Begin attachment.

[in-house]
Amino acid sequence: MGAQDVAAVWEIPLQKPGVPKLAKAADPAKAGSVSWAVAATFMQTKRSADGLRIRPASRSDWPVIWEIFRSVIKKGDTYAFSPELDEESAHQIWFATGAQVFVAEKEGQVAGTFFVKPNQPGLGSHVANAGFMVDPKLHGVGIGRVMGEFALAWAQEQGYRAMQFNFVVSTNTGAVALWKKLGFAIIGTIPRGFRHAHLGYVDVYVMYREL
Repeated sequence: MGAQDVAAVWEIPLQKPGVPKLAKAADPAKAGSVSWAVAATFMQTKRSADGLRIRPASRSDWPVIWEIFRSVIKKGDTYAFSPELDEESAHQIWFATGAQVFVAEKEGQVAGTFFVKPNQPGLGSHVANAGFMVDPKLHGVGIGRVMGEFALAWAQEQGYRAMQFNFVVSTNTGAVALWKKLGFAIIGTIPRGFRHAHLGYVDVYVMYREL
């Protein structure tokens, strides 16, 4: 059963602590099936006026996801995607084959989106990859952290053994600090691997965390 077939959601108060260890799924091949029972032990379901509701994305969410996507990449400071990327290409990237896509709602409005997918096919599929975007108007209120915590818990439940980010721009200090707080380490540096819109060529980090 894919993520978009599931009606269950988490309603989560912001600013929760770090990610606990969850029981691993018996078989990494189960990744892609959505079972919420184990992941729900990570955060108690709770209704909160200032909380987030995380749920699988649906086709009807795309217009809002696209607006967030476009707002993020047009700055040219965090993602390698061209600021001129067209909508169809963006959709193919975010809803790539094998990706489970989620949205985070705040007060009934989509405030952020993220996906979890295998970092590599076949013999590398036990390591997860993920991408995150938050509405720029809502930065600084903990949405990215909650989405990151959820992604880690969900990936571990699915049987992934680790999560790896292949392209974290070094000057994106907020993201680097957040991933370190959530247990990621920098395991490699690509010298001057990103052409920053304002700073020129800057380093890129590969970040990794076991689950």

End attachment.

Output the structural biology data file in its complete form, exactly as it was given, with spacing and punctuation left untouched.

[in-house]
Amino acid sequence: MGAQDVAAVWEIPLQKPGVPKLAKAADPAKAGSVSWAVAATFMQTKRSADGLRIRPASRSDWPVIWEIFRSVIKKGDTYAFSPELDEESAHQIWFATGAQVFVAEKEGQVAGTFFVKPNQPGLGSHVANAGFMVDPKLHGVGIGRVMGEFALAWAQEQGYRAMQFNFVVSTNTGAVALWKKLGFAIIGTIPRGFRHAHLGYVDVYVMYREL
Repeated sequence: MGAQDVAAVWEIPLQKPGVPKLAKAADPAKAGSVSWAVAATFMQTKRSADGLRIRPASRSDWPVIWEIFRSVIKKGDTYAFSPELDEESAHQIWFATGAQVFVAEKEGQVAGTFFVKPNQPGLGSHVANAGFMVDPKLHGVGIGRVMGEFALAWAQEQGYRAMQFNFVVSTNTGAVALWKKLGFAIIGTIPRGFRHAHLGYVDVYVMYREL
């Protein structure tokens, strides 16, 4: 059963602590099936006026996801995607084959989106990859952290053994600090691997965390 077939959601108060260890799924091949029972032990379901509701994305969410996507990449400071990327290409990237896509709602409005997918096919599929975007108007209120915590818990439940980010721009200090707080380490540096819109060529980090 894919993520978009599931009606269950988490309603989560912001600013929760770090990610606990969850029981691993018996078989990494189960990744892609959505079972919420184990992941729900990570955060108690709770209704909160200032909380987030995380749920699988649906086709009807795309217009809002696209607006967030476009707002993020047009700055040219965090993602390698061209600021001129067209909508169809963006959709193919975010809803790539094998990706489970989620949205985070705040007060009934989509405030952020993220996906979890295998970092590599076949013999590398036990390591997860993920991408995150938050509405720029809502930065600084903990949405990215909650989405990151959820992604880690969900990936571990699915049987992934680790999560790896292949392209974290070094000057994106907020993201680097957040991933370190959530247990990621920098395991490699690509010298001057990103052409920053304002700073020129800057380093890129590969970040990794076991689950």